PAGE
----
Limited Legal Consultation Service Available. AAPS may be able to help with questions about Medicare regulations, medical staff bylaws, contracts, and other practice issues (not medical liability). Call us at (800)635-1196. If the question is within the scope of our service, we will refer it to an attorney.


Members' Page

Private Contracting by an Anesthesiologist. I was unable to attend the annual meeting but have enjoyed the audiocassettes of many of the talks. One of the questions was asked by an anesthesiologist interested in the logistics of private contracting. I have contracted privately with several patients and plan to become more aggressive with contracting as the surgeons develop an understanding of the need for this. While I don't advise other physicians to privately contract, I would be happy to answer any questions directed to you or AAPS about my own practice. The basics are as follows:

1) Explain contracting to primary care physicians referring to the surgeons you work with. Their day-to-day paperwork game with Medicare dwarfs that of the anesthesiologist. They will privately contract just to avoid the paperwork demands. They will educate their patients, so the idea of private contracting won't come as a shock.

2) Explain to the patients that they would not want anesthesia service worth no more than Medicare pays (around $70 for anesthesia for a total knee replacement).

3) Tell the surgeons you work with that you have managed to keep your fees reasonable by not cost shifting. Refusing to give mandated discounts based on age will save their younger patients money. The Medicare beneficiaries have accepted this explanation rather well.

I have been referred patients by patients that I have contracted with. Their idea is that since they are going to pay for the service out of their own pocket, it must be worth having....Rather than lose patients because of contracting, surgeons are calling me asking when I can be available to provide contracted anesthesia care for certain patients.
G. Keith Smith, MD, Oklahoma City, OK

 

Oh No We Don't...Recently I experienced the final straw in a long series of unsettling events....The first came while I chaired our hospital transfusion review committee, which was instructed by the administration to develop a separate consent form for transfusions, even though they were already covered in our general surgical consent form. When I asked if the separate form would provide extra protection from litigation, I was told ``No, but we just need to do this.''

When my specialty board introduced a ``voluntary'' recertification examination, I asked if we had any evidence that such recertification improves quality of care or patient outcomes. The answer was a knowing nod and ``we just need to do this.'' When all the blood and body fluid precaution signs were removed, it was because ``we just need to do this.'' When a restraint policy requiring a full-page questionnaire to be completed daily was applied to intubated, ventilated, critically ill patients in the SICU, I asked why. The answer given at all administrative levels: ``We just need to do this.''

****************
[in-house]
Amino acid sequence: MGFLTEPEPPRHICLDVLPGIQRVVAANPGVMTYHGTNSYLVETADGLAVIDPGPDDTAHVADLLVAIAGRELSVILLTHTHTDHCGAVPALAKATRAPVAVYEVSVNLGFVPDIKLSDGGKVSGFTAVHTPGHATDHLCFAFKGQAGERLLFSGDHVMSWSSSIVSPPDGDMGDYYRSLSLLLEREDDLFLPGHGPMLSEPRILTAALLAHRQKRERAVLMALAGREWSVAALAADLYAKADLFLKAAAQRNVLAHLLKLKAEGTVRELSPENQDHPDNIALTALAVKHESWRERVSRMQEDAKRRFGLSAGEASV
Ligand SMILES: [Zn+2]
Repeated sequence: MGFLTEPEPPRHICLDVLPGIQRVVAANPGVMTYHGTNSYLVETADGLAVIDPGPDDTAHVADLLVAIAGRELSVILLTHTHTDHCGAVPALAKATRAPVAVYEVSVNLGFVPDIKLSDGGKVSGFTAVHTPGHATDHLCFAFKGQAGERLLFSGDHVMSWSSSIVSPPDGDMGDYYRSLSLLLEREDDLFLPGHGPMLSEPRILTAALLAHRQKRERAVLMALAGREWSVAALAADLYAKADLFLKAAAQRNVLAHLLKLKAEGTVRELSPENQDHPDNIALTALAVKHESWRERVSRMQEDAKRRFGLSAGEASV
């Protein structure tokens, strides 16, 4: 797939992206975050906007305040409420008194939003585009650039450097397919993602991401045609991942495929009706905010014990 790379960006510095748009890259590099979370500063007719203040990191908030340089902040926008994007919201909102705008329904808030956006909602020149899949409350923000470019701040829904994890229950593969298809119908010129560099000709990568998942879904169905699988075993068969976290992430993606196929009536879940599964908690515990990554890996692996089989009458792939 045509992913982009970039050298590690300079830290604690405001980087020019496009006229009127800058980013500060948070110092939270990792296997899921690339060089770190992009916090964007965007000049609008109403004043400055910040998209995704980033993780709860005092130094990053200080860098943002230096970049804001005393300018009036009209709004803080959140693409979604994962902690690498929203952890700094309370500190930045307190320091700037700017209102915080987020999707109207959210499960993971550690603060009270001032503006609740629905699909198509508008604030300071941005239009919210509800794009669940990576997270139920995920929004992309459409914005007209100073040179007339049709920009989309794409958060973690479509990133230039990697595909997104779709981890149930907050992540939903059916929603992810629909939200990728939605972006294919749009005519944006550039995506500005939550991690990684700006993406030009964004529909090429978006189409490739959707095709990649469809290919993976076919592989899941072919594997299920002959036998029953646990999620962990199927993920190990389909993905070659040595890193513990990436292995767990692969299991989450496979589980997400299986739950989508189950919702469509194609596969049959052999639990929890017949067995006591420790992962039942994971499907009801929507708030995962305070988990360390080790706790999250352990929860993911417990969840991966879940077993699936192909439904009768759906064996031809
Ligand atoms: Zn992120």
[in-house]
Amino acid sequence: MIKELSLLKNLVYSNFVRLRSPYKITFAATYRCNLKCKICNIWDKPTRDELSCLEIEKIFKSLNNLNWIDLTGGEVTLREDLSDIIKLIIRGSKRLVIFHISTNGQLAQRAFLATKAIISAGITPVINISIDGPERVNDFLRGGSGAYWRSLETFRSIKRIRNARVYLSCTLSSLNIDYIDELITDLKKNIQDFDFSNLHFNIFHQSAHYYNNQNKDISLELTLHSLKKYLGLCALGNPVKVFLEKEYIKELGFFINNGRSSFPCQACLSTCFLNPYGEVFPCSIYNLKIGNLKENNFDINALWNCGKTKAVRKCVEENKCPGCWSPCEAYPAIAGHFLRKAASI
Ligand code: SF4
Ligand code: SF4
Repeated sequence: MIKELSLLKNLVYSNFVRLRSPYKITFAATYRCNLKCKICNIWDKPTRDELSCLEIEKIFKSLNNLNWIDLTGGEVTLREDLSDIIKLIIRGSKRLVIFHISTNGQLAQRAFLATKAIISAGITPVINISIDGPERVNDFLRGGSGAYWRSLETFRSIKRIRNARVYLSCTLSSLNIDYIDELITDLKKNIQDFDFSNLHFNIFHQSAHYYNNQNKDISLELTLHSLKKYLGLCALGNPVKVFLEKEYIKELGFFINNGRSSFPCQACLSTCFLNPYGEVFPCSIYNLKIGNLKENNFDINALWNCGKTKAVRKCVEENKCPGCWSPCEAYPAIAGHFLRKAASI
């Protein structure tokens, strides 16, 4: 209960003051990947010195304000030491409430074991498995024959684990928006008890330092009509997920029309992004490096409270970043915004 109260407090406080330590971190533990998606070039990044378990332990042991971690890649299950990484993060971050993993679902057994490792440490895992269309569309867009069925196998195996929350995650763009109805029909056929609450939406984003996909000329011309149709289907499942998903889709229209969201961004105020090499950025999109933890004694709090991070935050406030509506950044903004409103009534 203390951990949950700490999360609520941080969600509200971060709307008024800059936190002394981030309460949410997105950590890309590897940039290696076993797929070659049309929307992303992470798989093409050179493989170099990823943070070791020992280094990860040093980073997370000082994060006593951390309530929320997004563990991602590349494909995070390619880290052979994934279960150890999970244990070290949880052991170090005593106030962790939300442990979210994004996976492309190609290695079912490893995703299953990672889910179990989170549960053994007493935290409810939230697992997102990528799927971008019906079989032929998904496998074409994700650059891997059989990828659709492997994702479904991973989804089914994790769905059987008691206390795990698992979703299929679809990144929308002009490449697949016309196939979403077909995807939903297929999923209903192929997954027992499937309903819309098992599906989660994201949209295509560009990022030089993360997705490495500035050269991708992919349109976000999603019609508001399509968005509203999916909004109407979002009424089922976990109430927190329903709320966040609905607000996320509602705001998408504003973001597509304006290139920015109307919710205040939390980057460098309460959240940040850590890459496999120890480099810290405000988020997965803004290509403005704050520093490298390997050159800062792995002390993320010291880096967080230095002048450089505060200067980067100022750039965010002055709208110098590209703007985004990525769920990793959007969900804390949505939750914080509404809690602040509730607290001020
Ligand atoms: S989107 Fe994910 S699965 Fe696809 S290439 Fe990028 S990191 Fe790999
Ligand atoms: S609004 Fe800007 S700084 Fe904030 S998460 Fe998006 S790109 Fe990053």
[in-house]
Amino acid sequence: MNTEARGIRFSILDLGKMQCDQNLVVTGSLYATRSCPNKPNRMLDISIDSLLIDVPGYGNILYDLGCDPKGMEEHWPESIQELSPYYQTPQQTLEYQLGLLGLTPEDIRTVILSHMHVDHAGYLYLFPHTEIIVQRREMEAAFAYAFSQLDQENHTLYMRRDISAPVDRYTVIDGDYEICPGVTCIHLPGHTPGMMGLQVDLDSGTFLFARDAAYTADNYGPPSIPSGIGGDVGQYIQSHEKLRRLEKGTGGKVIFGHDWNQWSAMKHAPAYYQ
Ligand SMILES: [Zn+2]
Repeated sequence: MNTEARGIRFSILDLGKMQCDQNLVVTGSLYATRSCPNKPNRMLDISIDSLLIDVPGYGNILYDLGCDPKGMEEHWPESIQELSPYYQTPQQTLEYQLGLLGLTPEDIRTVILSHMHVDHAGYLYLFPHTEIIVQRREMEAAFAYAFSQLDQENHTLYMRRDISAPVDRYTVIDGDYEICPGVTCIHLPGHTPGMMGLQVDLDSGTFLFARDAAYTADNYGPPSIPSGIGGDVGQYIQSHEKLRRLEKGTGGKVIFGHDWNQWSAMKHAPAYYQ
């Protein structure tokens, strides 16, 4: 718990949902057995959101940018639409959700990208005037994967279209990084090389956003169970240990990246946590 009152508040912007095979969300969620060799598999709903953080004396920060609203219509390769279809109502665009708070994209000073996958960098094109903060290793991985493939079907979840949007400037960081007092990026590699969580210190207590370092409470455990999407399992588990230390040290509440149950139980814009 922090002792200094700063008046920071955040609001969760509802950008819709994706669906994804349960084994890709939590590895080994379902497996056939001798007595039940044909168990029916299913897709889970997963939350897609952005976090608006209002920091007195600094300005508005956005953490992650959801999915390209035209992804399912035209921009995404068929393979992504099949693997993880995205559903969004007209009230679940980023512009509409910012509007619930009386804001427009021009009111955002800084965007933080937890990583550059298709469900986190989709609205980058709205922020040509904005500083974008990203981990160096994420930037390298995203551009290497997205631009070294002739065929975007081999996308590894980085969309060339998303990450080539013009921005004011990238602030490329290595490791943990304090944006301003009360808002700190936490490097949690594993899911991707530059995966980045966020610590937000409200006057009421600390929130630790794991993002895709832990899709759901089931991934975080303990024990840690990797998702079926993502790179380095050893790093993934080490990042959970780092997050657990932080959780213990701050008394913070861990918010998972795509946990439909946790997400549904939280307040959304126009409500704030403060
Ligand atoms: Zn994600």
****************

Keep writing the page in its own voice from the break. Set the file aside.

I suggest that we no longer accept this answer. If we physicians cannot understand the real reasons for all these changes, then we are not intellectually fit to practice our profession....If critical information continues to be withheld from us, we can only assume that there must exist some hidden agenda that would be unacceptable to us.
Philip S. Gibbs, M.D., Lebanon, IN

 

An Indicated Abortion. I hope we can abort socialized medicine for it is the result of incest (big government and big insurance companies) and rape (medical profession).
David H. Turner, M.D. Chattanooga, TN

 

Ethical Inversion. [Medical research, hospitals, doctors, nurses, etc. have but one reason for being]: the sick person.... But in today's ``health care system,'' the ``System'' is paramount. A sick person is a the expensive, bothersome, inferior, stupid, inanimate, subject, client - a pest to be tolerated, an obstructive intrusion. So his life and habits must be engineered, restricted, and controlled by his betters to make him compliant, cost- and resource-effective. Properly defined, this is veterinary medicine - the ``betters'' being the owners, and you and I are the farm animals.....The patient is only the necessary excuse for the wielding of power....[Current changes have the purpose of making] the ``System'' so expensive, cumbersome, and intolerable that the preconceived desired end (more government) can be proffered as the solution to the problem that big government created in the first place.
Curtis W. Caine, M.D., Jackson, MS

 

To Congressman Archer, on Managed Care.... Under managed care, especially under capitation, doctors and hospitals take on the insurance risk....Their goals and ethics will have to change to those of the insurance industry. Managed care sets up financial reward to those who withhold care. Is there any other segment of our economy in which the payment goes for goods or services not delivered? The financial and ethical foundations in medicine are deteriorating....such structures decay much more easily than they are rebuilt.
James Pendleton, MD, Abington, PA

 

AAPS Calendar

May 6 Regional meeting, Boise, ID: A Free-Market Solution to Health Care Price Distortion and the Corporate Socialized Medicine Managed Care Malignancy. Call 800-635-1196 for information.

Oct 12-14 52nd Annual Meeting, Falls Church, VA.


Legislative Alert

Voices of Moderation

Reflecting on the legal and tort reforms being pursued in the House of Representatives, Mr. George Bushnell of the American Bar Association (ABA)-an organization formally on record against reform inspired by Adam Smith or free-market thinking-has referred to the new Congressional leadership as ``Reptilian Bastards.'' (Newt, take note!)

Bushnell is a public-relations dream come true for proponents of tort reform. Just the kind of rhetoric that America's uproariously funny and overwhelmingly popular legal profession needs right now.

Medicare's Monster Budget